Diary: US Job Data Overshadows All Else

By Glenn Dyer | More Articles by Glenn Dyer

US jobs figures for April dominates the global data on economic and business this week, but there are also some important central bank meetings (Australia and the UK in particular) and Chinese trade figures for April at week’s end, plus global surveys of manufacturing and service sector activity.

Strong hiring is forecast in Friday’s US employment report, with the consensus for a 900,000 plus boost to new jobs for the second month in a row after March’s 913,000 rise.

Some economists claim the figure could top the million jobs mark because of the way the vaccination campaign and confidence continues to rise across the US.

Economists are looking at possible revisions for the march figure after similar upgrades for January and February a month ago.

The unemployment rate is also forecast to edge lower to 5.8% from 6.0%.

But economists remind us that while 14 million jobs had been regained over the past year, the total payroll count in March was still 8.4 million lower than its pre-COVID peak, highlighting how the labour market recovery has much further to go despite the recovery in the economy as a whole, as we saw with last week’s GDP estimate.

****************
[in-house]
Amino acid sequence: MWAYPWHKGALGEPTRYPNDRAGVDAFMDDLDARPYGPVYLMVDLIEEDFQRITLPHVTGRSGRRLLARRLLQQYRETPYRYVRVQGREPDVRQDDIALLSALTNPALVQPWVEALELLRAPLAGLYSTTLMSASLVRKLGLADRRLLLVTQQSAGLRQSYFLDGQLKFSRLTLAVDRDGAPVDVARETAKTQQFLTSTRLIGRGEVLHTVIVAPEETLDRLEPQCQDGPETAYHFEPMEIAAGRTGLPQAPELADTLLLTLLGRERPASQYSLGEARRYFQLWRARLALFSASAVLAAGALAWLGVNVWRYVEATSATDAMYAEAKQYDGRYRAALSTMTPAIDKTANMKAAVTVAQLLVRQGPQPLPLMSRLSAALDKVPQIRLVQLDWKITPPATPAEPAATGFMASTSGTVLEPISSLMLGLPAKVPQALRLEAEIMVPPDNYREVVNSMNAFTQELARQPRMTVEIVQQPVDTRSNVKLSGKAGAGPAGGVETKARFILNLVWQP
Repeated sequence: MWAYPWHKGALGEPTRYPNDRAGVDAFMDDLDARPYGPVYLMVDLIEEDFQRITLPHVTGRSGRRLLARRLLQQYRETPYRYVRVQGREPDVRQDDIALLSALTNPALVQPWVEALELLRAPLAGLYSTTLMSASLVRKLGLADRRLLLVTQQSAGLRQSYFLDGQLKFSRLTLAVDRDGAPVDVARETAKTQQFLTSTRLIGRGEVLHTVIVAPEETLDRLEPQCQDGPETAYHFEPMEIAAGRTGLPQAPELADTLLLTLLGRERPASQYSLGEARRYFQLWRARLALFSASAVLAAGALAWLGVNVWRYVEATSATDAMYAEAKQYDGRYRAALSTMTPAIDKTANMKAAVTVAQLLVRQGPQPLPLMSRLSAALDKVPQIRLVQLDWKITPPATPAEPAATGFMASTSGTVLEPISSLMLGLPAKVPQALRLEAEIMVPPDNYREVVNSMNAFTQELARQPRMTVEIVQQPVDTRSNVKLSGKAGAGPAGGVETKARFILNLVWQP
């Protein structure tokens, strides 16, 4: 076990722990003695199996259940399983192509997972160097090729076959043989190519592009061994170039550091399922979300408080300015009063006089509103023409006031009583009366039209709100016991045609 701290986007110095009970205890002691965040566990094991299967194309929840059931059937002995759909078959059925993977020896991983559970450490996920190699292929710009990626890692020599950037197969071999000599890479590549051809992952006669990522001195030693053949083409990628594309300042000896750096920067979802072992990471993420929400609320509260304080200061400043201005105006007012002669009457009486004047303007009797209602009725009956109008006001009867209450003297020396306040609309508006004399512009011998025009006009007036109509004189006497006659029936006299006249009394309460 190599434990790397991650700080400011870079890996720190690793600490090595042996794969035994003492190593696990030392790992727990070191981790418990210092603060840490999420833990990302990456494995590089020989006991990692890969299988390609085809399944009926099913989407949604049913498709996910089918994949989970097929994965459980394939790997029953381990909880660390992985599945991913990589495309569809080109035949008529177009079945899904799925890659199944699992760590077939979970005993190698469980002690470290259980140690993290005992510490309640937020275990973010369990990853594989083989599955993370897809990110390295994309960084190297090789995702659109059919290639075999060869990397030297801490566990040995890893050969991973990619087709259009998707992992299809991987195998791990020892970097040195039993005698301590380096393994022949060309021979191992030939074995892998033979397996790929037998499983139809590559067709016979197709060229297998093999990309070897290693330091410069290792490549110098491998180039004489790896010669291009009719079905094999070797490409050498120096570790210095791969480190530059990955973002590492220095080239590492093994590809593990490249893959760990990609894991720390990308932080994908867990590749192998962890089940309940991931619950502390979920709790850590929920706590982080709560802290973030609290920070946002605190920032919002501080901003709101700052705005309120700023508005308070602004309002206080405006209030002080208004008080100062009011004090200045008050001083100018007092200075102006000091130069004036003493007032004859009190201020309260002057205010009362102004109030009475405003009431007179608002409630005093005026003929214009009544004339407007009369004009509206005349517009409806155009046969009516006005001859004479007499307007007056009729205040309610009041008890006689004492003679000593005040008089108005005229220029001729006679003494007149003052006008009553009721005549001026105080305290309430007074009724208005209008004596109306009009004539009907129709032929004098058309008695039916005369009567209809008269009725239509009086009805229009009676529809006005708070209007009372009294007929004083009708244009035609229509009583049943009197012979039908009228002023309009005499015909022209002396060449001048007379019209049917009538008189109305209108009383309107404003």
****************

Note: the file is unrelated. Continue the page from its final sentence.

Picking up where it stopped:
The AMP’s Dr Shane Oliver says the US is probably stronger than the report showed.

He said that while March quarter GDP rose at an annual rate of 6.4%, trade and inventories detracted -2.5 percentage points from growth.

Adding that back into the data, gross national spending rose a strong 9.9%.

“US GDP is now just 0.9% below its pre-coronavirus high and growth is likely to remain strong this quarter as stimulus checks are partly spent and vaccine rollout facilitates further reopening.”

“Consistent with this consumer confidence rose strongly in April, home prices are rising strongly, pending home sales rose in April and core capital goods orders are at historically high levels,” Dr Oliver wrote at the weekend.

The central bank action includes policy meetings in the UK, Australia, Thailand, Norway, Brazil, Malaysia, Turkey and the Czech Republic, as well as the minutes from the March BOJ gathering.

All meetings are being closely watched after the Bank of Canada decided last week to start winding down its stimulus spending amid signs of recovery and higher prices in the economy.

That’s happening elsewhere but none of the central banks (the Fed last week especially) seem as concerned as the Canadians, who have a reputation of jumping at shadows when it comes to tightening monetary policy.

The worldwide surveys of manufacturing and services starts today when the April reports on the former released in Japan, Australia and then elsewhere.

Further COVID-19 waves remain a concern and continue to be a threat to the outlook, especially in parts of Asia and Europe (Brazil and India in particular).

China’s official survey for April was still expansionary, but the pace slowed sharply from March, confirming other data suggesting a slight cooling.